"Turkey Day" tech support survival kit - 2010 Edition

Accept it, if you read this blog then your "Tech IQ" will be way ahead of your average PC users (and I mean wayyyy ahead!). And I bet that you're surrounded by friends and family who just about know how to switch their PC on, and who have only got beyond the fear of the demons that make the "TV bit" work.

Accept it, if you read this blog then your "Tech IQ" will be way ahead of your average PC users (and I mean wayyyy ahead!). And I bet that you're surrounded by friends and family who just about know how to switch their PC on, and who have only got beyond the fear of the demons that make the "TV bit" work.

Thanksgiving is a time of year which sees the techies and the non-techies come together, and chances are that you being the techie, the non-techies will spot you and hunt you down (a bit like infected seek out the normal folks in zombie movies), looking for free advice and "help" troubleshooting a problem. And why not. Don't doctors all get shows boils and sores at get-togethers, and lawyers help friends and family members with their latest lawsuits? No ... maybe I'm in the wrong line of work?

With this in mind, I've put together what I call a "Turkey Day" tech support survival kit. While I've called it a "Turkey Day" kit but I'm pretty sure that it will work just as well at other times of year, but this seems to be the time of year when the techie's superhero skills are in greatest demand.

So, without any more preamble, here are my recommendations for a "Turkey Day" tech support survival kit:

Several high-capacity USB flash drives

The foundation of the "Turkey Day" tech support survival kit is several large USB flash drives. 4GB is good but 8GB+ is better. Have several of them ready.

Download updates in advanced

There's nothing worse than seeing PCs that are severely lacking in proper updates. Worse still is sitting around for hours waiting for software updates to come down the pipes over a slow connection.

Be prepared and download updates in advanced. You know better than I do what OSes you family and friends are running but here are some suggestions:

Security

I always find it handy to carry around a free antivirus installer. My download of choice is Microsoft Security Essentials because it updates automatically and it 100% nag-free.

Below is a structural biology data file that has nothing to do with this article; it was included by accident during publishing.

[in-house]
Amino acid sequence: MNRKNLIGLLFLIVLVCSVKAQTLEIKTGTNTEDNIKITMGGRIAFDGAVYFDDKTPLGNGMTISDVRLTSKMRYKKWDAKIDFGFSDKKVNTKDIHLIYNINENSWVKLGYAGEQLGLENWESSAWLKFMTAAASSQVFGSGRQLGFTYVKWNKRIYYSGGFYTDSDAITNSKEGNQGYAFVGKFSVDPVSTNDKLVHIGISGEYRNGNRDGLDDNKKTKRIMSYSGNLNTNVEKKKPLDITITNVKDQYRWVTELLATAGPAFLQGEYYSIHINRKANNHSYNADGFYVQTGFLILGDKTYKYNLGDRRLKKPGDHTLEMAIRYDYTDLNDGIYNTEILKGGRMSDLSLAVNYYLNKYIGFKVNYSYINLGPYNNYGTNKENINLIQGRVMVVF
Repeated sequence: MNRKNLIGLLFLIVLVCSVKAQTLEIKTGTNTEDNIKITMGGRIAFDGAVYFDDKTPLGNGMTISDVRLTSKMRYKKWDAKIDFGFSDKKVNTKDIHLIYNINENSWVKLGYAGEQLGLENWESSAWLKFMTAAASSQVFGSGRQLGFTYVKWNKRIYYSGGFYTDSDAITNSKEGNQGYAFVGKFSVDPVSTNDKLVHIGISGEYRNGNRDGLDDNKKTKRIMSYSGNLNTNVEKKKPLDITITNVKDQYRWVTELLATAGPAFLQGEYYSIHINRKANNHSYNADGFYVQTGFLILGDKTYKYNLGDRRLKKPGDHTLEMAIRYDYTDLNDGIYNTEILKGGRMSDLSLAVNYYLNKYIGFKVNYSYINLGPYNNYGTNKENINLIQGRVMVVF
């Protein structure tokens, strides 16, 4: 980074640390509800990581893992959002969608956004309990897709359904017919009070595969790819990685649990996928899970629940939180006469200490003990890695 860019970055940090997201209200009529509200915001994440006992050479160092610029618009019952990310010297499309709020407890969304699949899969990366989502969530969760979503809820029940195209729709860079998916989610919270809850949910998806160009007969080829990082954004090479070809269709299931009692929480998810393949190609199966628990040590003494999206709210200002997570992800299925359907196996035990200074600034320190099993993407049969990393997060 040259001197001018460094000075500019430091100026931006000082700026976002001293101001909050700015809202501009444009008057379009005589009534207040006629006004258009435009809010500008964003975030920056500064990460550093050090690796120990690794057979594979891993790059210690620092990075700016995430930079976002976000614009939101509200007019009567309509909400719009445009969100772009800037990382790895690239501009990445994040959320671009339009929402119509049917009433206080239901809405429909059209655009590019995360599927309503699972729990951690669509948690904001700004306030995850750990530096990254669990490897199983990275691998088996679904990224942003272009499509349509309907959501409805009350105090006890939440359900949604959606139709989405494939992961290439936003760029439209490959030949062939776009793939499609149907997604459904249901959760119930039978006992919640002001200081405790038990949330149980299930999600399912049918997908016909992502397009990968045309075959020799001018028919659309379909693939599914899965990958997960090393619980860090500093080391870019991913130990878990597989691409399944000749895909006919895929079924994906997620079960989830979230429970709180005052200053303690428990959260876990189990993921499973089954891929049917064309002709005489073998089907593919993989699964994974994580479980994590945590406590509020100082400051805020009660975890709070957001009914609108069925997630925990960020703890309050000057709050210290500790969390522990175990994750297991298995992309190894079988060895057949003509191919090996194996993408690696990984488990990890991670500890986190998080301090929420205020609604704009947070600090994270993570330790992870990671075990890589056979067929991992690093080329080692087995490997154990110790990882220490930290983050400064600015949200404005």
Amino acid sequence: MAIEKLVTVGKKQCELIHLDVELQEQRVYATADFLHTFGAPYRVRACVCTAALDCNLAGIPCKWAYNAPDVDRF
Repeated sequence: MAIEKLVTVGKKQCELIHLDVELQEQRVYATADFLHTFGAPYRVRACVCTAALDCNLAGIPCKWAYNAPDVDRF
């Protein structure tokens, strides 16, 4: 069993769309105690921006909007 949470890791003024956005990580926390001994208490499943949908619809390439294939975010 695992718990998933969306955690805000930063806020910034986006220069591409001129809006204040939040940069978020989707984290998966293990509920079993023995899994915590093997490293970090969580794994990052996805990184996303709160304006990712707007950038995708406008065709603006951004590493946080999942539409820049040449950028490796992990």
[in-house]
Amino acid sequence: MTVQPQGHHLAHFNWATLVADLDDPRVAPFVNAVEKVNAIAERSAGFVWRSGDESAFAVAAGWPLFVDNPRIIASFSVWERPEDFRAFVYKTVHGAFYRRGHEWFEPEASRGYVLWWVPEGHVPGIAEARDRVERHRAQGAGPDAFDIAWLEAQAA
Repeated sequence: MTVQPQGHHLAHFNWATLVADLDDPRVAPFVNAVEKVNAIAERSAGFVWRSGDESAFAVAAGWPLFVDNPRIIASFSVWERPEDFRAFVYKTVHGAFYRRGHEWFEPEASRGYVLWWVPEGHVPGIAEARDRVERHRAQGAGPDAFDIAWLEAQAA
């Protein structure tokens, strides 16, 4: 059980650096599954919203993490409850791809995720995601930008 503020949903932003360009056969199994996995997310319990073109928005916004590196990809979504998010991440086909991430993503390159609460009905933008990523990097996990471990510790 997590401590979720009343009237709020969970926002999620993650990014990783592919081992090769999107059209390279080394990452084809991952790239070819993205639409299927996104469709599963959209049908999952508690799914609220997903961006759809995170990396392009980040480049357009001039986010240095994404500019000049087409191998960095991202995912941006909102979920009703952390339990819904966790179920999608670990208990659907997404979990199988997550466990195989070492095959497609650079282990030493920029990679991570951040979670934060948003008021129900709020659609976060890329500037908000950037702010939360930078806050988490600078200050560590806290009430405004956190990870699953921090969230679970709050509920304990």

I also find it handy to have a scanner that I can install and run to clean up any infected PCs I find. For this I use VIPRE PC Rescue Program.

Remember to check whatever browsers are installed for updates (and add-ons), as well as Java, QuickTime and Flash.

Another good security tip would be to look for what the default PDF reader on the system is. If it's not an up-to-date version of Adobe Reader I'd recommend uninstalling it and adding FoxIt Reader, a move that will make the system a lot safer.

Troubleshooting

My favorite portable troubleshooting utility is Ultimate Boot CD. Ultimate Boot CD is now even better because it allows you to run the ISO from a USB flash drive, which means not having to carry a CD around with you any more (although on older systems it's still wise to have a CD ...).

Freebies

It's also good to have a few freebies. I find that browsers are good ... Firefox, Opera and Google Chrome. OpenOffice is another good freebie, as is Paint.NET.

Still thinking Windows 7 ...

Unless your family and friends have been living on a cave on Mars with their fingers in their ears and humming show tunes, there's a good chance that they will have heard about Windows 7. Chances are also good that you'll be asked questions such as "will it run on my PC?" Well, be ready for them and grab the Windows 7 Upgrade Advisor.

Hardware

You need to be packing hardware as well as software. I find that at minimum it's good to carry a #2 Phillips screwdriver. An anti-static wrist strap and an ESD bag are also useful additions.

Have a good Turkey Day people! Oh, and try to have fun!

(This is an updated version of an article that I ran last year.)

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